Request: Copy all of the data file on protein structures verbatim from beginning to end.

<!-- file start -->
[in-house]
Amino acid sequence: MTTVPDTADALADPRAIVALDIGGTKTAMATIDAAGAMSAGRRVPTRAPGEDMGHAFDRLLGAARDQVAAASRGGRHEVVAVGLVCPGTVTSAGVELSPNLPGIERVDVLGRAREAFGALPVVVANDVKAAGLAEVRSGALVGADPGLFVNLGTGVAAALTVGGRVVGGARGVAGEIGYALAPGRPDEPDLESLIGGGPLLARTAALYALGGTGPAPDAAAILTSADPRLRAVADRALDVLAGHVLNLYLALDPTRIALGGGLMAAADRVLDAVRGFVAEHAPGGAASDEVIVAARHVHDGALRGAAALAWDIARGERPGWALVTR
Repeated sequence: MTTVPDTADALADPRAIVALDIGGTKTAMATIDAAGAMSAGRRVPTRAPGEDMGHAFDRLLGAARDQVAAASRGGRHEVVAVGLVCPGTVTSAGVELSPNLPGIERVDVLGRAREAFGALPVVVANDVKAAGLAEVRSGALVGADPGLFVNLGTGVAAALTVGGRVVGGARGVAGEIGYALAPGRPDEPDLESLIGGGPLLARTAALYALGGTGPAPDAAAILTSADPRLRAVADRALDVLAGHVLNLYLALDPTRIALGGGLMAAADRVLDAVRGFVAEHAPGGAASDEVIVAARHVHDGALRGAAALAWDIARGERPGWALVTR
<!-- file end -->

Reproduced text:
[in-house]
Amino acid sequence: MTTVPDTADALADPRAIVALDIGGTKTAMATIDAAGAMSAGRRVPTRAPGEDMGHAFDRLLGAARDQVAAASRGGRHEVVAVGLVCPGTVTSAGVELSPNLPGIERVDVLGRAREAFGALPVVVANDVKAAGLAEVRSGALVGADPGLFVNLGTGVAAALTVGGRVVGGARGVAGEIGYALAPGRPDEPDLESLIGGGPLLARTAALYALGGTGPAPDAAAILTSADPRLRAVADRALDVLAGHVLNLYLALDPTRIALGGGLMAAADRVLDAVRGFVAEHAPGGAASDEVIVAARHVHDGALRGAAALAWDIARGERPGWALVTR
Repeated sequence: MTTVPDTADALADPRAIVALDIGGTKTAMATIDAAGAMSAGRRVPTRAPGEDMGHAFDRLLGAARDQVAAASRGGRHEVVAVGLVCPGTVTSAGVELSPNLPGIERVDVLGRAREAFGALPVVVANDVKAAGLAEVRSGALVGADPGLFVNLGTGVAAALTVGGRVVGGARGVAGEIGYALAPGRPDEPDLESLIGGGPLLARTAALYALGGTGPAPDAAAILTSADPRLRAVADRALDVLAGHVLNLYLALDPTRIALGGGLMAAADRVLDAVRGFVAEHAPGGAASDEVIVAARHVHDGALRGAAALAWDIARGERPGWALVTR